Beware of Short Sales in Florida
WHAT IS A SHORT SALE AND HOW DOES A SHORT SALE GET DONE ?A sale of property is considered to be a "short sale" if the selling price is less than the total amount necessary to satisfy all mortgages and the debt secured by that property
Property is listed for sale at a price that is consistent with what other similar properties are selling for. However, in order to actually conclude such a sale, all mortgage lenders and other lienholders must AGREE to accept the price and to release their liens on the property so that it can be sold to the new buyer with a clear title. This is where the problems occur and the danger lies.
WHY IS A SHORT SALE DANGEROUS ?Since you cannot conclude a short sale without the lenders' approval, first of all you need to obtain that approval. This can take a very long time, and at times the lender will say no. However, you cannot even go to the lender for approval unless you have a contract of sale, so first you have to do all the work involved in listing the property and negotiating a sales contract, THEN submitting it for approval. This process becomes even more difficult if you have a second mortgage or a home equity loan, because that lender also has to agree, at at times the lenders will NOT agree.
Worse yet, more and more lenders will agree to allow the sale to go through, BUT, IF STATE LAW PERMITS, WILL STILL RESERVE THE RIGHT TO SUE YOU FOR A DEFICIENCY JUDGMENT! This of course, is the worst of both worlds, because you have given up the house, no longer have any home or negotiating leverage with your lender, and now they have an easy road to sue for deficiency judgment.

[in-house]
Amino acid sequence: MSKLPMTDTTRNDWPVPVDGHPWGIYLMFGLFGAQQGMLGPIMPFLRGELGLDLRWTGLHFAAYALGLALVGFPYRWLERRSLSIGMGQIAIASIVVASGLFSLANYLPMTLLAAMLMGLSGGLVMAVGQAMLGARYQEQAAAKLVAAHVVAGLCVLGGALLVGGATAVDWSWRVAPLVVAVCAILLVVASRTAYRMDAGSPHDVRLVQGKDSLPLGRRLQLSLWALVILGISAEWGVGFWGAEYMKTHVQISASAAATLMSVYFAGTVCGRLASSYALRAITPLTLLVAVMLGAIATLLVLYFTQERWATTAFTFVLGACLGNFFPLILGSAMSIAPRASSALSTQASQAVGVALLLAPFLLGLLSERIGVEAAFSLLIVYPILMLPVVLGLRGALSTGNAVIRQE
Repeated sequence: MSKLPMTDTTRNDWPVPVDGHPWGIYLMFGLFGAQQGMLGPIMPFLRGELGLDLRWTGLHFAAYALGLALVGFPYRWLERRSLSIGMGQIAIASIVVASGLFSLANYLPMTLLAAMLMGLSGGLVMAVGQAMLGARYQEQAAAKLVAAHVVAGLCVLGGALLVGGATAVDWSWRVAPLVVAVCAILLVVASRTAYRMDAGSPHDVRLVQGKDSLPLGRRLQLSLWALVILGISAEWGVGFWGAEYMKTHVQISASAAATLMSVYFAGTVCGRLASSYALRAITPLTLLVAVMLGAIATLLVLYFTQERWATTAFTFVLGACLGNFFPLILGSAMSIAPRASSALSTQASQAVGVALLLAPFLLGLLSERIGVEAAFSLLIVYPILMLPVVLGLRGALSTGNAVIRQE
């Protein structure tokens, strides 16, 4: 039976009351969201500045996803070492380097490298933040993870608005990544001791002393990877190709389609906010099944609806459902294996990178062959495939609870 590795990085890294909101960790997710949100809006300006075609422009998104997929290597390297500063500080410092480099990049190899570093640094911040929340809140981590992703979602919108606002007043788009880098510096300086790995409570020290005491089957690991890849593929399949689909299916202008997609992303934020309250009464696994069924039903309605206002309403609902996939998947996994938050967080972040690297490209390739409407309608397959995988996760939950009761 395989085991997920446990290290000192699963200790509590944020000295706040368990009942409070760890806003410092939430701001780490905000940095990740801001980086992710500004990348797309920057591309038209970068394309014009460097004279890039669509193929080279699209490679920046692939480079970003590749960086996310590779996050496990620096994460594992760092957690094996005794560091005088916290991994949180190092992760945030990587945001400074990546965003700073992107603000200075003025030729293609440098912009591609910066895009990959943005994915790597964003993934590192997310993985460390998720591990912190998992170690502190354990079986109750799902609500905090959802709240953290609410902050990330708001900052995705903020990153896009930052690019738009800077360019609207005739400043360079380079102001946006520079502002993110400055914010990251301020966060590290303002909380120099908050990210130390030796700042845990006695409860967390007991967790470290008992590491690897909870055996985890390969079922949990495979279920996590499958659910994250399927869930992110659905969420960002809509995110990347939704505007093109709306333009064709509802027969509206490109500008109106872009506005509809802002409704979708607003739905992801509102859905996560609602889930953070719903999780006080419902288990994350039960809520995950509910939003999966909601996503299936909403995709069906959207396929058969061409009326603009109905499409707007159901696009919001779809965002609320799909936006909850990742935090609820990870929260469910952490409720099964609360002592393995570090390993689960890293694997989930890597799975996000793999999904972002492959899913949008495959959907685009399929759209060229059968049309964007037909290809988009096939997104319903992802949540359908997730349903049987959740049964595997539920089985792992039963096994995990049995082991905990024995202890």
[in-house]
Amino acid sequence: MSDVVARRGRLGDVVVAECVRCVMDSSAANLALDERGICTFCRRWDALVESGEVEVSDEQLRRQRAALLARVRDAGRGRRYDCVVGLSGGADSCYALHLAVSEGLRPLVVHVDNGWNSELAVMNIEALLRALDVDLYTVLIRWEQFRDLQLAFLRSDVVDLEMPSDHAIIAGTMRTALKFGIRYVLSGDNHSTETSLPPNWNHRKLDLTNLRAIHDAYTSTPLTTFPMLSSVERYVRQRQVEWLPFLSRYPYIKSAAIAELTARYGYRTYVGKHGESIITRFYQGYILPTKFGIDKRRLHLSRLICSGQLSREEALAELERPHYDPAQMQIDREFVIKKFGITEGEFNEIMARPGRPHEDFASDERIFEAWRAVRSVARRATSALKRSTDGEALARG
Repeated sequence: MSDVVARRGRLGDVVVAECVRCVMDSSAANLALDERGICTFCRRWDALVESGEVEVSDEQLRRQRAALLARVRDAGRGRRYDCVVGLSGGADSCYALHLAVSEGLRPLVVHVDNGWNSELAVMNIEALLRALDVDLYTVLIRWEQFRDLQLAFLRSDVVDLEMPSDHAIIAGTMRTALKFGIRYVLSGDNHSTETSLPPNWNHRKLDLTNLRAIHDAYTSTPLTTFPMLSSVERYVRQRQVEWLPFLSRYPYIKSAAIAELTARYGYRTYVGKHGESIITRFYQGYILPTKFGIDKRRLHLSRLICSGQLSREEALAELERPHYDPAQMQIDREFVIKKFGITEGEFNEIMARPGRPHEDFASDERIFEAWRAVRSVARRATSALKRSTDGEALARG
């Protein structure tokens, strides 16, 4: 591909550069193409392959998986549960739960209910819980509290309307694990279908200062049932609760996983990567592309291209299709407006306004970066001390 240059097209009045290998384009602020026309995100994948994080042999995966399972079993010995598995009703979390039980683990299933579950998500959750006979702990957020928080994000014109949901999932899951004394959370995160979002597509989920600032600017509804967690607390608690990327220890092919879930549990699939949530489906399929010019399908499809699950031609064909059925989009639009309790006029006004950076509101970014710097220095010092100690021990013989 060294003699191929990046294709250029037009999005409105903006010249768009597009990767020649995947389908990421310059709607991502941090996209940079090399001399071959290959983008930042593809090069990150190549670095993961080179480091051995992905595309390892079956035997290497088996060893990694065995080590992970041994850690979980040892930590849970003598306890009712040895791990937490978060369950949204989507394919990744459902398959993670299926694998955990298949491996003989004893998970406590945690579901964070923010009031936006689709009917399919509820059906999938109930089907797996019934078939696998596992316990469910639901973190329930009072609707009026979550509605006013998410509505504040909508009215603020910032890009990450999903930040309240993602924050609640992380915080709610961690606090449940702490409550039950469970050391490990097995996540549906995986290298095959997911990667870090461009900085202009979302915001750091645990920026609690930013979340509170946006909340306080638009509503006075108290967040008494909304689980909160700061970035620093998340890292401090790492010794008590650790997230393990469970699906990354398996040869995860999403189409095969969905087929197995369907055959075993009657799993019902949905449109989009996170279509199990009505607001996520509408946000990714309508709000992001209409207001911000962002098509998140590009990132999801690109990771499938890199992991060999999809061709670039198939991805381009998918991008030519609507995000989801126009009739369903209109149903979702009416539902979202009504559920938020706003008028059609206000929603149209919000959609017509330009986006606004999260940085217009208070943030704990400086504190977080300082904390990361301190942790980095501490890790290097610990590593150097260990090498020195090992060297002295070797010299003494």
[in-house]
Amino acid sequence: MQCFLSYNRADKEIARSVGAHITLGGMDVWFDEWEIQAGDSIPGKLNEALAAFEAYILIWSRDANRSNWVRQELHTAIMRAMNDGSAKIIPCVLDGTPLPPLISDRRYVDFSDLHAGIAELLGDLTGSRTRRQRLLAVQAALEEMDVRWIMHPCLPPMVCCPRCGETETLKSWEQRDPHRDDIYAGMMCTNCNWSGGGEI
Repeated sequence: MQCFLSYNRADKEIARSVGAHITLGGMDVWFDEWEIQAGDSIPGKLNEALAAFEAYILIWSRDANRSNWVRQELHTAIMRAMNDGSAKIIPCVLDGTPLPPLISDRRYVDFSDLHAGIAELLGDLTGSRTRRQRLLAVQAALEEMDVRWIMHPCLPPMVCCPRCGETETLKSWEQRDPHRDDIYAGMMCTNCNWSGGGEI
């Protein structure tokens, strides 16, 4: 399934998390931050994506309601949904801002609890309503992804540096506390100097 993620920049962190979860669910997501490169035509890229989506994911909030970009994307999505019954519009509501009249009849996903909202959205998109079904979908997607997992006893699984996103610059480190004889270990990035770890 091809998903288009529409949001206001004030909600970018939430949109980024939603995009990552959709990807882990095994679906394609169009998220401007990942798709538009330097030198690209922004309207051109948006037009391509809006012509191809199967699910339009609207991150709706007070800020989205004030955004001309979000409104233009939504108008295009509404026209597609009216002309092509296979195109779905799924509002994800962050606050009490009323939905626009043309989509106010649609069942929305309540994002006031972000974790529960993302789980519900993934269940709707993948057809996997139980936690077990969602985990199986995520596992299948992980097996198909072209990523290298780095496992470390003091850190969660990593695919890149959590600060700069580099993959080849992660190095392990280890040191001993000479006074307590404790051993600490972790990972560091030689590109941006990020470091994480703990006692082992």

HOW WILL I KNOW IF I FACE A DEFICIENCY JUDGMENT RISK ?Oftentimes, you don't know until the very last minute. No one says a word, the agreement is obtained, the approval is requested, buyers and sellers wait for an answer for weeks or months, and then, FINALLY, maybe an approval arrives. However, buried in the fine print of the approval there may well be language that provides that the short sale DOES NOT satisfy the debt. The realtors are urging the parties to close, since that is how they are getting paid, and the Seller may not realize the dangerous language is in the approval, or may not know how t get out at that late stage.
WHAT IS A DEFICIENCY JUDGMENT ?In a nutshell, it is the difference between what the house was worth when it was foreclosed on, or when sold at short sale, deducted from the TOTAL AMOUNT YOU OWE. Whatever that difference is, can, in Florida, become a deficiency judgment in favor of your mortgage company. Once that happens, the judgment has a life of at least ten years, and can be renewed for a second ten years. It can be filed in any other US state, and wherever it is filed, it can be used to levy on any non-exempt assets you own, and in many states can be used to garnish wages.
In Florida, lenders have FIVE YEARS after the foreclosure or the short sale to ask for the deficiency judgment, so at times people think the bad mortgage is behind them, not realizing that the deficiency judgment issue is still waiting in the wings.
Not all states have provisions in their laws for deficiency judgments, and some that do limit the time to pursue them sharply, but Florida has a very liberal deficiency judgment policy.
SO, WHAT CAN I DO ?Speak to an experienced foreclosure defense attorney BEFORE you make any decisions and BEFORE you take any action. You may be surprised to learn that the best option for you is not what you would have originally expected it to be. The most important thing to understand is that, once your house is sold and the mortgage company has gotten the money, unless it has obligated itself not to pursue a deficiency judgment (which is becoming much less frequent), it has the right to keep going, and there is every reason to believe that it WILL keep going. The amounts of these potential deficiency judgments in Florida, where so many properties are so greatly upside down, represents a very large amount to go to the mortgage companies' bottom lines - there is no reason to believe that they will pass up efforts to collect these debts.